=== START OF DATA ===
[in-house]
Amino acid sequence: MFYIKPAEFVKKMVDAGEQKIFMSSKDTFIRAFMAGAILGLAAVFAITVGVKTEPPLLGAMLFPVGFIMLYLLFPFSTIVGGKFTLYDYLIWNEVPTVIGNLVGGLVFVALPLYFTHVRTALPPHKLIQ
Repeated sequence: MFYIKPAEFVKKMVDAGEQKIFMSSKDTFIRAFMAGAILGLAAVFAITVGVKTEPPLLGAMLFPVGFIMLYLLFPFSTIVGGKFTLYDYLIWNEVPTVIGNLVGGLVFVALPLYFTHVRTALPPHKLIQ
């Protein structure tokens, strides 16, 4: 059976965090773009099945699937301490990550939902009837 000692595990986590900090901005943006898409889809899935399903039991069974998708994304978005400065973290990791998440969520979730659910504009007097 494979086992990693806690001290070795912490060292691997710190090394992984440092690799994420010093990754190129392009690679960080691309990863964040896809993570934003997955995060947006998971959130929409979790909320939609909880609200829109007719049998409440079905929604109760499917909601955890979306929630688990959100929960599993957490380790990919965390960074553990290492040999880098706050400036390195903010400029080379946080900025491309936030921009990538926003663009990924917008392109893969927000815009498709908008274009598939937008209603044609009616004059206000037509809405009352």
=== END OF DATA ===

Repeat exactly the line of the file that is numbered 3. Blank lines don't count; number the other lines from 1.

Repeated sequence: MFYIKPAEFVKKMVDAGEQKIFMSSKDTFIRAFMAGAILGLAAVFAITVGVKTEPPLLGAMLFPVGFIMLYLLFPFSTIVGGKFTLYDYLIWNEVPTVIGNLVGGLVFVALPLYFTHVRTALPPHKLIQ